• The caveat acts as an injunction preventing all or a specific entity or person from dealing with the land without notice to the Caveator;
  • The Caveator is advised if anybody attempts to deal with the land and is given time to show why the dealing should not be registered;
  • Depending on the circumstances the caveat may lapse or be removed by negotiation or court order.

In what circumstances would I lodge a Caveat?

Purchasing property

A purchaser under a contract for sale of land has a caveatable interest in the land being purchased and may wish to protect that interest. In a standard conveyance with a short settlement period, the cost of registering a caveat may not be warranted.

However, lodging a caveat is advisable when purchasing off the plan, entering into an option to purchase land, or a contract with a lengthy completion date. Other circumstances may arise when purchasing land that may justify lodging a caveat.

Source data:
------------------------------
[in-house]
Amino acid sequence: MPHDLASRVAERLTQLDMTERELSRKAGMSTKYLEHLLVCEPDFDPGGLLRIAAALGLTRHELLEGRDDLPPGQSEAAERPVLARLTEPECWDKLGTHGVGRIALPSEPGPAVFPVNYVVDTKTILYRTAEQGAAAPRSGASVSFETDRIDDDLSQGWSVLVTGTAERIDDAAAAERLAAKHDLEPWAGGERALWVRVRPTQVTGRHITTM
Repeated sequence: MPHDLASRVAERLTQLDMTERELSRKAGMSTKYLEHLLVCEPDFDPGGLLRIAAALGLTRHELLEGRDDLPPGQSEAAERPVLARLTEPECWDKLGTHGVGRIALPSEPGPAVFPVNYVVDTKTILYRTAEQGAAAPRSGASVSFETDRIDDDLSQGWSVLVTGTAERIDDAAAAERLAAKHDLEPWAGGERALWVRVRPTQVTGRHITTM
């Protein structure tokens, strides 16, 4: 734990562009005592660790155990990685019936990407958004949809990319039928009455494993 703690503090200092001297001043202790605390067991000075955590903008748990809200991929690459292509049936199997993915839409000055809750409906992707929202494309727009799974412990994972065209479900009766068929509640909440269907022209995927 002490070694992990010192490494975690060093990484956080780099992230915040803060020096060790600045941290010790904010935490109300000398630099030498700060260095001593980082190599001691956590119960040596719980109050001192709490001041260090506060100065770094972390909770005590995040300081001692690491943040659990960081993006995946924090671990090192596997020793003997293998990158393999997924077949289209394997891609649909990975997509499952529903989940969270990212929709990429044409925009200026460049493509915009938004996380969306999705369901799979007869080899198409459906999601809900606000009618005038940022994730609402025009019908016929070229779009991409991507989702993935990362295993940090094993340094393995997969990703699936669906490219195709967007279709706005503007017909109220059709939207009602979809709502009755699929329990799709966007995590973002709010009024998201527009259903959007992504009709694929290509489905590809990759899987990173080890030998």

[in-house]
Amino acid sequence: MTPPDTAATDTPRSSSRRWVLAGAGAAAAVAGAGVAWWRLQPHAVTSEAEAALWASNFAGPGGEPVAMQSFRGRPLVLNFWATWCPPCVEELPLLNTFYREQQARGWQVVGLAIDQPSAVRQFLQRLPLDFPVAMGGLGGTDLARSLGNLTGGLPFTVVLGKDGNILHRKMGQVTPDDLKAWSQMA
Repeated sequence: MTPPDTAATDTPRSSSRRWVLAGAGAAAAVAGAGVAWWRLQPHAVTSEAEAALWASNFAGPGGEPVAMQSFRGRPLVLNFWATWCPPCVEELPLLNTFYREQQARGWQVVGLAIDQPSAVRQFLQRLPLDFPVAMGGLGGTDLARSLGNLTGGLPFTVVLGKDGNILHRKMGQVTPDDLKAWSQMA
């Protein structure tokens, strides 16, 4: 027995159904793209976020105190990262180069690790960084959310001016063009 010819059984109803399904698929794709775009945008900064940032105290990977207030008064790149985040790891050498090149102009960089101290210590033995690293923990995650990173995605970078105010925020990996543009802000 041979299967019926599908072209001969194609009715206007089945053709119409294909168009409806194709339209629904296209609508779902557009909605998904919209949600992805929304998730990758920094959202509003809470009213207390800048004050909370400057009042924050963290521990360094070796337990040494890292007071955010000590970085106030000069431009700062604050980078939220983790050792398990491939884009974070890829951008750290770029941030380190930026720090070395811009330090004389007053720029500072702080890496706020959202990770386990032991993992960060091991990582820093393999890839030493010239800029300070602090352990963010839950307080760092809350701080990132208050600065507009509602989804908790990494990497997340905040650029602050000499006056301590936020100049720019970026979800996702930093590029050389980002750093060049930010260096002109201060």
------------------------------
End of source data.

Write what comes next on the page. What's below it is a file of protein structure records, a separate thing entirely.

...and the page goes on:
Lending money

If you propose lending money, a carefully drafted loan agreement should be prepared to ensure provisions are included to ‘charge’ the borrower’s property with security for the loan. If it is intended that the loan is to create a caveatable interest, documents can be agreed and signed by the lender and borrower and the appropriate caveat lodged.

Loans to family or friends should also be formalised and if significant funds lent, a caveatable interest created over the borrower’s property. Too often money is lent informally to couples by one of the partner’s parents. If the relationship subsequently breaks down the parent’s recourse to repayment is usually limited to their own child who may be in a worse financial position after the break-up. This can be avoided by ensuring all loans are documented and, where necessary, a caveat lodged.